At age 73 years, this patient received etanercept weekly for 6 months. Before this therapy, she had a normal baseline chest x-ray film and negative purified protein derivative test results. Etanercept was discontinued after 6 months because of a lack of effectiveness and the development of a diffuse rash. Five months after etanercept was discontinued, the patient experienced weight loss, a cough, and night sweats and was referred to me for further therapy. A chest x-ray film revealed a new lung mass, the biopsy of which showed adenocarcinoma of the lung. This case demonstrates another important problem of biologic therapy in older patients, an increased risk of malignancy.
Case 3. A 74-year-old woman with severe RA and interstitial lung disease (ILD) was treated with azathioprine (AZA) for several years; her synovitis and pneumonitis were controlled. Four years earlier, she had experienced increasing shortness of breath and a new mass was seen on her chest x-ray film. Biopsy of this mass revealed a low-grade B-cell lymphoma (mucosa-associated lymphoid tissue).
The oncology department treated the patient with rituximab, 375 mg/m2 weekly for 4 weeks, then monthly for 2 years. She then received maintenance therapy with rituximab on a monthly basis; remission of the lymphoma was achieved, as well as complete remission of her rheumatoid synovitis and ILD.
After 2 years of rituximab maintenance, the patient’s treatment was discontinued. She was then referred back to the rheumatology clinic, where her synovitis continues to be in remission but her ILD has flared. Therapy with AZA has been restarted and good control of her pulmonary disease has been achieved. This case demonstrates the potential that rituximab holds for management of rheumatologic diseases in older patients.
The physiology of aging
In addition to the multisystem functional decline that occurs with aging, numerous studies have documented many changes in the immune system. Naylor and associates3 described the influence of age on T-cell generation and T-cell receptor diversity. Thymic output was noted to be markedly decreased by age 65 years. T-cell diversity and the T-cell pool are drastically contracted by age 70 years, and there is a marked inability to mount a T-cell response to new antigens.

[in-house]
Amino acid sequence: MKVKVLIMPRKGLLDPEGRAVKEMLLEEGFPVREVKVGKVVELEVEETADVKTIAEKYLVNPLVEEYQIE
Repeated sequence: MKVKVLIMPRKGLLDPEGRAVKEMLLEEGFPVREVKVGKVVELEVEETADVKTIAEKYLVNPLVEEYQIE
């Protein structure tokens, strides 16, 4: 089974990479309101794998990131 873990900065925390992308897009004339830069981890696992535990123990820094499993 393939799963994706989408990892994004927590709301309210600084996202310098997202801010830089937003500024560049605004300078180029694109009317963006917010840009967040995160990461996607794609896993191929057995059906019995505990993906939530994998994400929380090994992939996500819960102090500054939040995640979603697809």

Goronzy and colleagues4 described marked telomere loss and decreased length in T cells increasing with age. They also noted that clonal expansion of B cells and T cells is limited, leading to defective immune responses. The authors theorized that these changes lead to a markedly increased risk of infection, increased susceptibility to tumors, and an increased risk of autoimmunity in the older population.
Older age is associated with marked alterations in drug absorption, distribution, activation, metabolism, and clearance. These alterations are related to decreases in lean body mass, total body water, serum albumin level, and renal and hepatic function, as well as an increase in total body fat.1,2
Therefore, in older patients, medications pose an increased risk of myelosuppression, cardiotoxicity, renal insufficiency, and neurotoxicity, as well as the unique effect of polypharmacy on the aging mental status. For these reasons, biologic therapies in which the metabolism is largely unknown but seems to be unrelated to hepatic metabolism or renal excretion (except for anakinra, which has a significant excretion by the kidney) would seem ideal for use in the geriatric population because intrinsically they pose less risk in terms of their routes of elimination.
A limitation to consider when analyzing the literature about biologic therapy in the geriatric population is a lack of data about older subjects in clinical trials.2 Theories explaining this lack include the following1:
• There is an increase in comorbid diseases and conditions with aging.
• A focus on aggressive therapy may be unacceptable to older patients.
• Expectations are limited for long-term treatment benefits in patients for whom the long term is not particularly long.
• Financial, social, and logistical support to assist older patients in trial participation is limited.